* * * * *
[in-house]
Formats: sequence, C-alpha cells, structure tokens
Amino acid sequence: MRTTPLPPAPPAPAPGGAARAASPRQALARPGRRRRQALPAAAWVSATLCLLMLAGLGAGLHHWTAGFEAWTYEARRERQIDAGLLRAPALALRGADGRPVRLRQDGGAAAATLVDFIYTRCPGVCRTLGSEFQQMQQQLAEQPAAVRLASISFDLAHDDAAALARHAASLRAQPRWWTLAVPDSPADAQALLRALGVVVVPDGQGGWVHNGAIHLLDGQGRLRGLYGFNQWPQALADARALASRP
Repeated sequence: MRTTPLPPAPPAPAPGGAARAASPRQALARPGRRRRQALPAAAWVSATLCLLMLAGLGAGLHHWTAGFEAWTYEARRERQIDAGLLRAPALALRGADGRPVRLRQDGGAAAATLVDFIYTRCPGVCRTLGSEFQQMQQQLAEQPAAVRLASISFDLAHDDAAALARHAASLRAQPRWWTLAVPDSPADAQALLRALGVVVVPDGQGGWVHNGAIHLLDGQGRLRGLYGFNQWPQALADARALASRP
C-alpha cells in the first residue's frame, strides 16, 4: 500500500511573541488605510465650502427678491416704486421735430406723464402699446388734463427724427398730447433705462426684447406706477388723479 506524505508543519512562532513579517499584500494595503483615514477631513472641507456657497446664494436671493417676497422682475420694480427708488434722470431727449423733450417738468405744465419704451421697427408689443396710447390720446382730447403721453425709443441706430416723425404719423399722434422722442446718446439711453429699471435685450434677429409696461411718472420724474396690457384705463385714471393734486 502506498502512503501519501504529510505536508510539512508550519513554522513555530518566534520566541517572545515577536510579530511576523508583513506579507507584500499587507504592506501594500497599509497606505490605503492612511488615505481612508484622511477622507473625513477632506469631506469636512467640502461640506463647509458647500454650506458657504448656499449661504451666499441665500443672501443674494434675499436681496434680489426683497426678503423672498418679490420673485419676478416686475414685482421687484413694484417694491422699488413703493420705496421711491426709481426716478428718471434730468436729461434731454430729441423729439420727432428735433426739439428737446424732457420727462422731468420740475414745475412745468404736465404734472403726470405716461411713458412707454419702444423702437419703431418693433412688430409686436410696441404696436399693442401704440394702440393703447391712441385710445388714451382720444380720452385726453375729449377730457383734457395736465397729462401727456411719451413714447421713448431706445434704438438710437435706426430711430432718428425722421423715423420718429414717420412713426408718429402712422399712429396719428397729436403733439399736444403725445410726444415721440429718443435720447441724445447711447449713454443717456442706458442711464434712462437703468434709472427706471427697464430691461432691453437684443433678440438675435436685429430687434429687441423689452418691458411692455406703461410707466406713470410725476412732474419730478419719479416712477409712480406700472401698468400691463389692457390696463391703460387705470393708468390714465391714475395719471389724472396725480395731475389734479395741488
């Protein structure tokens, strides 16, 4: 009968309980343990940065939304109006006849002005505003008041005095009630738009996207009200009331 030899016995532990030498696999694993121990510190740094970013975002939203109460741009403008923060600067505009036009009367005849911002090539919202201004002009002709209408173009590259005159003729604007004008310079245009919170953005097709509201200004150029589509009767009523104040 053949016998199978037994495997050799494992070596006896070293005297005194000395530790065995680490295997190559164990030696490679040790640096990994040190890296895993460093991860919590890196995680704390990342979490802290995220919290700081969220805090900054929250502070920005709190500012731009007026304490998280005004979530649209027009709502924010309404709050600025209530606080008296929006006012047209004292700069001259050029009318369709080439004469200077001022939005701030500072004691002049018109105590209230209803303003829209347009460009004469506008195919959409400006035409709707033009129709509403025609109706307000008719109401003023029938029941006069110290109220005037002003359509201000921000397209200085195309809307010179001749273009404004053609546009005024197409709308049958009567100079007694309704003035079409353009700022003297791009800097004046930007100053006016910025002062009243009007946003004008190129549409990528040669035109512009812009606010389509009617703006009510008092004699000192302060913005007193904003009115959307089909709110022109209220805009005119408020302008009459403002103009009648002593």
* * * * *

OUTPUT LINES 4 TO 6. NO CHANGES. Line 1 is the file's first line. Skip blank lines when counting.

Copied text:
Repeated sequence: MRTTPLPPAPPAPAPGGAARAASPRQALARPGRRRRQALPAAAWVSATLCLLMLAGLGAGLHHWTAGFEAWTYEARRERQIDAGLLRAPALALRGADGRPVRLRQDGGAAAATLVDFIYTRCPGVCRTLGSEFQQMQQQLAEQPAAVRLASISFDLAHDDAAALARHAASLRAQPRWWTLAVPDSPADAQALLRALGVVVVPDGQGGWVHNGAIHLLDGQGRLRGLYGFNQWPQALADARALASRP
C-alpha cells in the first residue's frame, strides 16, 4: 500500500511573541488605510465650502427678491416704486421735430406723464402699446388734463427724427398730447433705462426684447406706477388723479 506524505508543519512562532513579517499584500494595503483615514477631513472641507456657497446664494436671493417676497422682475420694480427708488434722470431727449423733450417738468405744465419704451421697427408689443396710447390720446382730447403721453425709443441706430416723425404719423399722434422722442446718446439711453429699471435685450434677429409696461411718472420724474396690457384705463385714471393734486 502506498502512503501519501504529510505536508510539512508550519513554522513555530518566534520566541517572545515577536510579530511576523508583513506579507507584500499587507504592506501594500497599509497606505490605503492612511488615505481612508484622511477622507473625513477632506469631506469636512467640502461640506463647509458647500454650506458657504448656499449661504451666499441665500443672501443674494434675499436681496434680489426683497426678503423672498418679490420673485419676478416686475414685482421687484413694484417694491422699488413703493420705496421711491426709481426716478428718471434730468436729461434731454430729441423729439420727432428735433426739439428737446424732457420727462422731468420740475414745475412745468404736465404734472403726470405716461411713458412707454419702444423702437419703431418693433412688430409686436410696441404696436399693442401704440394702440393703447391712441385710445388714451382720444380720452385726453375729449377730457383734457395736465397729462401727456411719451413714447421713448431706445434704438438710437435706426430711430432718428425722421423715423420718429414717420412713426408718429402712422399712429396719428397729436403733439399736444403725445410726444415721440429718443435720447441724445447711447449713454443717456442706458442711464434712462437703468434709472427706471427697464430691461432691453437684443433678440438675435436685429430687434429687441423689452418691458411692455406703461410707466406713470410725476412732474419730478419719479416712477409712480406700472401698468400691463389692457390696463391703460387705470393708468390714465391714475395719471389724472396725480395731475389734479395741488
């Protein structure tokens, strides 16, 4: 009968309980343990940065939304109006006849002005505003008041005095009630738009996207009200009331 030899016995532990030498696999694993121990510190740094970013975002939203109460741009403008923060600067505009036009009367005849911002090539919202201004002009002709209408173009590259005159003729604007004008310079245009919170953005097709509201200004150029589509009767009523104040 053949016998199978037994495997050799494992070596006896070293005297005194000395530790065995680490295997190559164990030696490679040790640096990994040190890296895993460093991860919590890196995680704390990342979490802290995220919290700081969220805090900054929250502070920005709190500012731009007026304490998280005004979530649209027009709502924010309404709050600025209530606080008296929006006012047209004292700069001259050029009318369709080439004469200077001022939005701030500072004691002049018109105590209230209803303003829209347009460009004469506008195919959409400006035409709707033009129709509403025609109706307000008719109401003023029938029941006069110290109220005037002003359509201000921000397209200085195309809307010179001749273009404004053609546009005024197409709308049958009567100079007694309704003035079409353009700022003297791009800097004046930007100053006016910025002062009243009007946003004008190129549409990528040669035109512009812009606010389509009617703006009510008092004699000192302060913005007193904003009115959307089909709110022109209220805009005119408020302008009459403002103009009648002593």